• Manage strong emotions such as sadness, anxiety, and anger in themselves and their children
    • Solve problems and negotiate limits around children’s behavior
    • Consider their own well-being and take care of themselves in order to better undertake the important role of parenting
  • TIK is delivered in a group format with a recommended size of up to 6 for higher need/clinical participants and up to 14 for a community group

Parent/Caregiver Services

Tuning in to Kids (TIK) directly provides services to parents/caregivers and addresses the following:

  • All parents can benefit from program participation. In addition parents may benefit where they avoid, dismiss, or react with harsh criticism and punishment to children’s expression of their emotions. Parents of a child with emotional or behavioral difficulties (such as anxiety or disruptive behavior problems) are likely to benefit. Parents/carers of children who have experienced complex trauma may also benefit from the extended version of the program.

Delivery Settings

This program is typically conducted in a(n):

  • Community Agency
  • Hospital
  • Outpatient Clinic
  • School

Homework

Tuning in to Kids (TIK) includes a homework component:

Each week exercises are recommended, however, these are optional. All parents are encouraged to try out the skills taught in the group at home and to bring back examples for discussion and further role play.

Languages

Tuning in to Kids (TIK) has materials available in languages other than English:

Arabic, Cantonese, Somali, Vietnamese

For information on which materials are available in these languages, please check on the program's website or contact the program representative (contact information is listed at the bottom of this page).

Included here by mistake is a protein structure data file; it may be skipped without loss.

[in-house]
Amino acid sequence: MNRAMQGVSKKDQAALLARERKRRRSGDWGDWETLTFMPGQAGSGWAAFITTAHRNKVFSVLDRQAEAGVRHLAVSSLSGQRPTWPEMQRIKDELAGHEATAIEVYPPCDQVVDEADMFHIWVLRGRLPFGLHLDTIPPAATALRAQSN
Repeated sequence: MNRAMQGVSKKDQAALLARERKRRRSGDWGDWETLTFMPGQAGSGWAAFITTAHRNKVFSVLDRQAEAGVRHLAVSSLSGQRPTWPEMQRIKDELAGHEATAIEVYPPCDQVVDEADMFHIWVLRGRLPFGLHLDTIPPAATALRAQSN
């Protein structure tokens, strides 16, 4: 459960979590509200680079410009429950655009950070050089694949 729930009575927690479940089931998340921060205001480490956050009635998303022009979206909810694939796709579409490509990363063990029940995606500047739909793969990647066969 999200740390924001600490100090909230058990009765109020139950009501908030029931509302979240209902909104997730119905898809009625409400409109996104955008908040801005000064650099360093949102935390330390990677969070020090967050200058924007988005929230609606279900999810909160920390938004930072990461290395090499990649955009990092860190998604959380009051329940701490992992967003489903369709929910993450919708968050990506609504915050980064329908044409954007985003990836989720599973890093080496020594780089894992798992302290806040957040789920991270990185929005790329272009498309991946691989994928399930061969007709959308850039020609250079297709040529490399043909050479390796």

Resources Needed to Run Program

The typical resources for implementing the program are:

A room with chairs for 6-14 participants, a DVD player and TV, white board and (ideally) 2 facilitators.

Minimum Provider Qualifications

Bachelor’s level or Master’s level degree in a discipline such as psychology, social work, occupational therapy, psychiatry, nursing, speech-language therapy, teaching, or medicine.

Education and Training Resources

There is a manual that describes how to implement this program, and there is training available for this program.

Training Contact:
Training is obtained:

Training is provided either in Melbourne onsite at the University of Melbourne or in the location requested by those requiring training. We have a training team who travel to deliver the Tuning in to Kids workshops.

Number of days/hours:

2 days for a total of 14 hours.

Implementation Information

Since Tuning in to Kids (TIK) is rated on the Scientific Rating Scale, information was requested from the program representative on available pre-implementation assessments, implementation tools, and/or fidelity measures.

Show implementation information...

Pre-Implementation Materials

There are no pre-implementation materials to measure organizational or provider readiness for Tuning in to Kids (TIK).

Formal Support for Implementation